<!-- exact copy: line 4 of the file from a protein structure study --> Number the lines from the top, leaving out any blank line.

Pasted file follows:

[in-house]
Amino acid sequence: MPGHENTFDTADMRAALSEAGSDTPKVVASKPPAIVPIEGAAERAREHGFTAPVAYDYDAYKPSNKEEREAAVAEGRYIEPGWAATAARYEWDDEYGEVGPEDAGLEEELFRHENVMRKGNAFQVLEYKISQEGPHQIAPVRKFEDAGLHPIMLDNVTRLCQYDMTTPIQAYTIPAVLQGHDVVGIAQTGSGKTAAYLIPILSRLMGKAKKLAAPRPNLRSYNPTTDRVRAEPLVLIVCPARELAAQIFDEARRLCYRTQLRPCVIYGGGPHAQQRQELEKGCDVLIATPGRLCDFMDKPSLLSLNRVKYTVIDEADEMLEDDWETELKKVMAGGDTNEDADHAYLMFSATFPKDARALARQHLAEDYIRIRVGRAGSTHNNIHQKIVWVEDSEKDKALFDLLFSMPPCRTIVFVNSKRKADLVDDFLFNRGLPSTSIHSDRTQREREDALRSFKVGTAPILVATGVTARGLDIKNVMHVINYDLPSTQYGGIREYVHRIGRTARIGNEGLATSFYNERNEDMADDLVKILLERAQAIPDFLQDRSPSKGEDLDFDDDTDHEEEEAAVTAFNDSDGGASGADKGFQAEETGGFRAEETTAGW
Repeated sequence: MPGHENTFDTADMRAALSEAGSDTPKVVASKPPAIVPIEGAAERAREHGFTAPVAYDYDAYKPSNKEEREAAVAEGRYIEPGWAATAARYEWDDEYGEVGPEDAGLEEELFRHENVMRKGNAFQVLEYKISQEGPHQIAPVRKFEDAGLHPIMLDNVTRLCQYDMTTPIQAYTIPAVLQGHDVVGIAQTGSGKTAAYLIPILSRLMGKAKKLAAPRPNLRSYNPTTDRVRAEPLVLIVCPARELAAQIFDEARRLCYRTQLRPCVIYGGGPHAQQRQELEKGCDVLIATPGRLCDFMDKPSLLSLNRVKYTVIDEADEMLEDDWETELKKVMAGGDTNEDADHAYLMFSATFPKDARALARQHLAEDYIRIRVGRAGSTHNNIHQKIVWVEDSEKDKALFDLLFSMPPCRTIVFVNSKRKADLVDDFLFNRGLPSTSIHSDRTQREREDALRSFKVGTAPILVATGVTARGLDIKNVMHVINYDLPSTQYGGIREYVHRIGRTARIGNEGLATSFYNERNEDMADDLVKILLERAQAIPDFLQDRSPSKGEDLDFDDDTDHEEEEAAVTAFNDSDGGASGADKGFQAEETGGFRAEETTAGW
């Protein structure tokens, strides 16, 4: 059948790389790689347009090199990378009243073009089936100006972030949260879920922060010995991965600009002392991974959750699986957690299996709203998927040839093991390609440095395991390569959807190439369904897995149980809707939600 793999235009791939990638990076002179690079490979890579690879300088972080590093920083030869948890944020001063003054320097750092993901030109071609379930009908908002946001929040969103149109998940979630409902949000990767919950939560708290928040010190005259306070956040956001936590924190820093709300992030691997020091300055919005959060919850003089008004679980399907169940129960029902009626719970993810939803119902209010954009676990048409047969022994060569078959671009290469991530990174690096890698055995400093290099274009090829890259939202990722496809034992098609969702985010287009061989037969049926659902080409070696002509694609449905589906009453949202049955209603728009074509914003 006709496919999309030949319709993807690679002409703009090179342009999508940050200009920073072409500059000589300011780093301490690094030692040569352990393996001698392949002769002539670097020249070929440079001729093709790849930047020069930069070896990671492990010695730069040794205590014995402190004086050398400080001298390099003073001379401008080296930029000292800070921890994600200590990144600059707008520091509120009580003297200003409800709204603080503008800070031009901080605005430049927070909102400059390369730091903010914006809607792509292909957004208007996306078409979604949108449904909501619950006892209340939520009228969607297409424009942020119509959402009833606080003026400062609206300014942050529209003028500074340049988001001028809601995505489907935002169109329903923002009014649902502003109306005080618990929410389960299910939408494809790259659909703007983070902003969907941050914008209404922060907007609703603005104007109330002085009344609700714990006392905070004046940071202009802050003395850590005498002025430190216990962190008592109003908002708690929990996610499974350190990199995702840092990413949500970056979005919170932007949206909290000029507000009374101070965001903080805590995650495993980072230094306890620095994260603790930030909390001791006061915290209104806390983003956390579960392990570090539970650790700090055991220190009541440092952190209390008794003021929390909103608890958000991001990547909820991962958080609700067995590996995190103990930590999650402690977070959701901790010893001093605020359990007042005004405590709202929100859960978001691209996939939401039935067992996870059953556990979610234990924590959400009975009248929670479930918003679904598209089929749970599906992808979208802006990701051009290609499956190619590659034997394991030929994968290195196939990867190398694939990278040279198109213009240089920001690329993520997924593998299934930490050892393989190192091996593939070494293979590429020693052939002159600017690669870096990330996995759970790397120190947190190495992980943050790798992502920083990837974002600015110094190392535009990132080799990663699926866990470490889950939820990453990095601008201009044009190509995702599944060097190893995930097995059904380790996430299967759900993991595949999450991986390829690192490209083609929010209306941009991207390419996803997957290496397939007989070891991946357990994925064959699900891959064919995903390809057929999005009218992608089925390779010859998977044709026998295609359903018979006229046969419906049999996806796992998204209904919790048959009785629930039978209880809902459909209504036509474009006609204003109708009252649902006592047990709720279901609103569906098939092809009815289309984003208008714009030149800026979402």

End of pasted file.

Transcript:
């Protein structure tokens, strides 16, 4: 059948790389790689347009090199990378009243073009089936100006972030949260879920922060010995991965600009002392991974959750699986957690299996709203998927040839093991390609440095395991390569959807190439369904897995149980809707939600 793999235009791939990638990076002179690079490979890579690879300088972080590093920083030869948890944020001063003054320097750092993901030109071609379930009908908002946001929040969103149109998940979630409902949000990767919950939560708290928040010190005259306070956040956001936590924190820093709300992030691997020091300055919005959060919850003089008004679980399907169940129960029902009626719970993810939803119902209010954009676990048409047969022994060569078959671009290469991530990174690096890698055995400093290099274009090829890259939202990722496809034992098609969702985010287009061989037969049926659902080409070696002509694609449905589906009453949202049955209603728009074509914003 006709496919999309030949319709993807690679002409703009090179342009999508940050200009920073072409500059000589300011780093301490690094030692040569352990393996001698392949002769002539670097020249070929440079001729093709790849930047020069930069070896990671492990010695730069040794205590014995402190004086050398400080001298390099003073001379401008080296930029000292800070921890994600200590990144600059707008520091509120009580003297200003409800709204603080503008800070031009901080605005430049927070909102400059390369730091903010914006809607792509292909957004208007996306078409979604949108449904909501619950006892209340939520009228969607297409424009942020119509959402009833606080003026400062609206300014942050529209003028500074340049988001001028809601995505489907935002169109329903923002009014649902502003109306005080618990929410389960299910939408494809790259659909703007983070902003969907941050914008209404922060907007609703603005104007109330002085009344609700714990006392905070004046940071202009802050003395850590005498002025430190216990962190008592109003908002708690929990996610499974350190990199995702840092990413949500970056979005919170932007949206909290000029507000009374101070965001903080805590995650495993980072230094306890620095994260603790930030909390001791006061915290209104806390983003956390579960392990570090539970650790700090055991220190009541440092952190209390008794003021929390909103608890958000991001990547909820991962958080609700067995590996995190103990930590999650402690977070959701901790010893001093605020359990007042005004405590709202929100859960978001691209996939939401039935067992996870059953556990979610234990924590959400009975009248929670479930918003679904598209089929749970599906992808979208802006990701051009290609499956190619590659034997394991030929994968290195196939990867190398694939990278040279198109213009240089920001690329993520997924593998299934930490050892393989190192091996593939070494293979590429020693052939002159600017690669870096990330996995759970790397120190947190190495992980943050790798992502920083990837974002600015110094190392535009990132080799990663699926866990470490889950939820990453990095601008201009044009190509995702599944060097190893995930097995059904380790996430299967759900993991595949999450991986390829690192490209083609929010209306941009991207390419996803997957290496397939007989070891991946357990994925064959699900891959064919995903390809057929999005009218992608089925390779010859998977044709026998295609359903018979006229046969419906049999996806796992998204209904919790048959009785629930039978209880809902459909209504036509474009006609204003109708009252649902006592047990709720279901609103569906098939092809009815289309984003208008714009030149800026979402």